Banjul, on Gambia’s ‘smiling coast’, is currently hosting WLUML’s fourth transformational feminist leadership workshop. The workshop - part of our Women's Empowerment and Leadership Development for Democratisation programme (WELDD) – started on Monday and will go on until Friday. The workshop has brought together young female activists from around the African continent to furnish them with the tools to effectively fight for women’s rights in their respective contexts.
GAMCOTRAP is a leading women’s rights organization based in Gambia. While promoting women’s human rights, it continuously engages communities and institutions to address gender-based violence. GAMCOTRAP is committed to the promotion and protection of women and girls’ political, social, sexual, and reproductive health, and educational rights.
DAKAR - Human rights campaigners who have been struggling for years to eliminate female genital mutilation (FGM) in West Africa got a boost this week as news emerged that a group of Muslim clerics and scholars in Mauritania had declared a fatwa, or religious decree, against the practice.
On January 11, 2012, the criminal case “the State versus Dr. Isatou Touray and Amie Bojang-Sissoho” will resume, marking the 41st hearing since the opening of the trial in November 2010 before the Banjul Magistrates’ Court.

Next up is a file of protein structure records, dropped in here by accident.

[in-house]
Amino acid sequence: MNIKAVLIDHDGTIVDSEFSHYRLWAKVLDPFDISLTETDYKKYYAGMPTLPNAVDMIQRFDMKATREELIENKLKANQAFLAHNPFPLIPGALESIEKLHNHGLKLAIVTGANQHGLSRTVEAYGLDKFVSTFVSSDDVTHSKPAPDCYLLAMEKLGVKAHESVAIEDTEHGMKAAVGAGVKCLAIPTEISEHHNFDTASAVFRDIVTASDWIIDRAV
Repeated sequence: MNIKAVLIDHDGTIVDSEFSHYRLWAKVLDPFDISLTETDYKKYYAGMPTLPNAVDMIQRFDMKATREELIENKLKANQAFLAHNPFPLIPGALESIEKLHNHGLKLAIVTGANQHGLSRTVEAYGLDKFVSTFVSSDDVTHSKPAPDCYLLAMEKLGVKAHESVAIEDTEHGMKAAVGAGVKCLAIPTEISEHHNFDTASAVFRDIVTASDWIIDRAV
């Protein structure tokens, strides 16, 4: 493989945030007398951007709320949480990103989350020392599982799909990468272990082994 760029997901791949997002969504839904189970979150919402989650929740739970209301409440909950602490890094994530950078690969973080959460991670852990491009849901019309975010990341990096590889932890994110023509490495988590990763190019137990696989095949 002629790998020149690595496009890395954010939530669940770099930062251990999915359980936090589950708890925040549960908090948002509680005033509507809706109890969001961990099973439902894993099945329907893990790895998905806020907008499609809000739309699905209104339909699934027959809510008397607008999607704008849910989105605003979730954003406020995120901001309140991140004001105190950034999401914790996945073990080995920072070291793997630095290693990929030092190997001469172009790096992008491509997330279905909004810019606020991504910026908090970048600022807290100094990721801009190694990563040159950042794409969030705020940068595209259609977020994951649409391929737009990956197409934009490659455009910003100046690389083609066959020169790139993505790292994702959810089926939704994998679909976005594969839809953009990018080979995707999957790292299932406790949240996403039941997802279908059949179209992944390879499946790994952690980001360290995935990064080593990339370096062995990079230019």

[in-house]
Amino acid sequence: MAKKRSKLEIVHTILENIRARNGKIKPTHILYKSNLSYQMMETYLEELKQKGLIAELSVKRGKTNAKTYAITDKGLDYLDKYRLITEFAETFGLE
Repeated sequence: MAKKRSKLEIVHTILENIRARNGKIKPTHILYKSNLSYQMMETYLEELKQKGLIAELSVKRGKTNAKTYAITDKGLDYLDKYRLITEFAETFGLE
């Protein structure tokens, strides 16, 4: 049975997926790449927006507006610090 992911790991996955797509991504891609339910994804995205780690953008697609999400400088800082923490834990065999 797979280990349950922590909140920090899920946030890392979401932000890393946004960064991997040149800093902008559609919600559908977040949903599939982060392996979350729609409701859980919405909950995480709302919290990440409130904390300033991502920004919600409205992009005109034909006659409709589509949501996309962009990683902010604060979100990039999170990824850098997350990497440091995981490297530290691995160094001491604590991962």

This publication provides information regarding women within the Muslim world focusing on the Gambia. The customary laws, the nature of the personal status laws of women and how women’s issues have been erroneously been led to believe that the only way of “being” is to follow the cultural and religious interpretations of womanhood.
This hand out describes the effects of Female Genital Mutilation from the health perspective using illustrations on effects of FGM on women’s Reproductive health and rights as well as its prevalence in Africa.
This is a case of FGM regarding three Gambian families with preadolescent daughters abroad. None of the girls had yet undergone the ritual "female circumcision" commonly practiced. Five of the six parents think it would be a good idea to hold such a ritual ceremony. The sixth parent is uneasy about the procedure and wonders about its appropriateness.